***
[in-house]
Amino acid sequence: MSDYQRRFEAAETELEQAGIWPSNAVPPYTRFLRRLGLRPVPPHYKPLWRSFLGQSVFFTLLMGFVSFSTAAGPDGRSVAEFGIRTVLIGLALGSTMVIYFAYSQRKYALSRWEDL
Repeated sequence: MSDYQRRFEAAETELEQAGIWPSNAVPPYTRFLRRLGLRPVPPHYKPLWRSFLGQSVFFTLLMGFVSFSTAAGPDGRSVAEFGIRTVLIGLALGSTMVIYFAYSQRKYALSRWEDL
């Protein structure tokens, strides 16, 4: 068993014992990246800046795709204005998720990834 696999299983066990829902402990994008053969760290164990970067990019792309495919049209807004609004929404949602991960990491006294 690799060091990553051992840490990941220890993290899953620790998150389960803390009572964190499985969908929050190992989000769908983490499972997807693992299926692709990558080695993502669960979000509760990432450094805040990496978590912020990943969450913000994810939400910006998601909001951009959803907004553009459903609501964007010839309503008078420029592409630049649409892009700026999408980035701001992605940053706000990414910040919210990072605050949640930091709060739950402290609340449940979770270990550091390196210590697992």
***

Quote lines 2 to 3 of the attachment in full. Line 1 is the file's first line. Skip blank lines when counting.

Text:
Amino acid sequence: MSDYQRRFEAAETELEQAGIWPSNAVPPYTRFLRRLGLRPVPPHYKPLWRSFLGQSVFFTLLMGFVSFSTAAGPDGRSVAEFGIRTVLIGLALGSTMVIYFAYSQRKYALSRWEDL
Repeated sequence: MSDYQRRFEAAETELEQAGIWPSNAVPPYTRFLRRLGLRPVPPHYKPLWRSFLGQSVFFTLLMGFVSFSTAAGPDGRSVAEFGIRTVLIGLALGSTMVIYFAYSQRKYALSRWEDL